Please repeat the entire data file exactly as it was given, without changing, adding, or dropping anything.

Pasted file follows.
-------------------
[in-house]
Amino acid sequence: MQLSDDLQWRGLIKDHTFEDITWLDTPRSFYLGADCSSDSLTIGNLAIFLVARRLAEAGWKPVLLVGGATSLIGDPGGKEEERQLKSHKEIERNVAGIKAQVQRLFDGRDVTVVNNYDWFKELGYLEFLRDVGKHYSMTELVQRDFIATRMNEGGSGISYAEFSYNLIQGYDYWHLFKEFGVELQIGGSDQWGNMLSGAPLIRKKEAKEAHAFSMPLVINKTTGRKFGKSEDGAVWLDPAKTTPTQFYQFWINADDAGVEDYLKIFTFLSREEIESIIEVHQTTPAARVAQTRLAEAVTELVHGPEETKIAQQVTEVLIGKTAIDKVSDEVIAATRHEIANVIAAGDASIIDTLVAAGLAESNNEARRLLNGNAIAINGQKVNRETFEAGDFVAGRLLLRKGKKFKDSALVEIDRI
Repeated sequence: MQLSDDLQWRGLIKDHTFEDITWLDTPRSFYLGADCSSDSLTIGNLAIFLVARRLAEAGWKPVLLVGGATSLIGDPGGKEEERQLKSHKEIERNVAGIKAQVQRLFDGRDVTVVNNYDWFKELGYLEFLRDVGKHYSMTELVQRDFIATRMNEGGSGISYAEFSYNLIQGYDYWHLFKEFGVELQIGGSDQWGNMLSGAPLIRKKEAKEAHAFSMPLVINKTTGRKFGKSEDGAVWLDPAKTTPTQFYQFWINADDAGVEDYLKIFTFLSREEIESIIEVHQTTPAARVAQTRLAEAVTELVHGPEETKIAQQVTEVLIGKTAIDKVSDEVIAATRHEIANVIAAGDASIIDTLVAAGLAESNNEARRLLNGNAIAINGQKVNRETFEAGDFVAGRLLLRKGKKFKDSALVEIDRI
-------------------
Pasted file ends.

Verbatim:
[in-house]
Amino acid sequence: MQLSDDLQWRGLIKDHTFEDITWLDTPRSFYLGADCSSDSLTIGNLAIFLVARRLAEAGWKPVLLVGGATSLIGDPGGKEEERQLKSHKEIERNVAGIKAQVQRLFDGRDVTVVNNYDWFKELGYLEFLRDVGKHYSMTELVQRDFIATRMNEGGSGISYAEFSYNLIQGYDYWHLFKEFGVELQIGGSDQWGNMLSGAPLIRKKEAKEAHAFSMPLVINKTTGRKFGKSEDGAVWLDPAKTTPTQFYQFWINADDAGVEDYLKIFTFLSREEIESIIEVHQTTPAARVAQTRLAEAVTELVHGPEETKIAQQVTEVLIGKTAIDKVSDEVIAATRHEIANVIAAGDASIIDTLVAAGLAESNNEARRLLNGNAIAINGQKVNRETFEAGDFVAGRLLLRKGKKFKDSALVEIDRI
Repeated sequence: MQLSDDLQWRGLIKDHTFEDITWLDTPRSFYLGADCSSDSLTIGNLAIFLVARRLAEAGWKPVLLVGGATSLIGDPGGKEEERQLKSHKEIERNVAGIKAQVQRLFDGRDVTVVNNYDWFKELGYLEFLRDVGKHYSMTELVQRDFIATRMNEGGSGISYAEFSYNLIQGYDYWHLFKEFGVELQIGGSDQWGNMLSGAPLIRKKEAKEAHAFSMPLVINKTTGRKFGKSEDGAVWLDPAKTTPTQFYQFWINADDAGVEDYLKIFTFLSREEIESIIEVHQTTPAARVAQTRLAEAVTELVHGPEETKIAQQVTEVLIGKTAIDKVSDEVIAATRHEIANVIAAGDASIIDTLVAAGLAESNNEARRLLNGNAIAINGQKVNRETFEAGDFVAGRLLLRKGKKFKDSALVEIDRI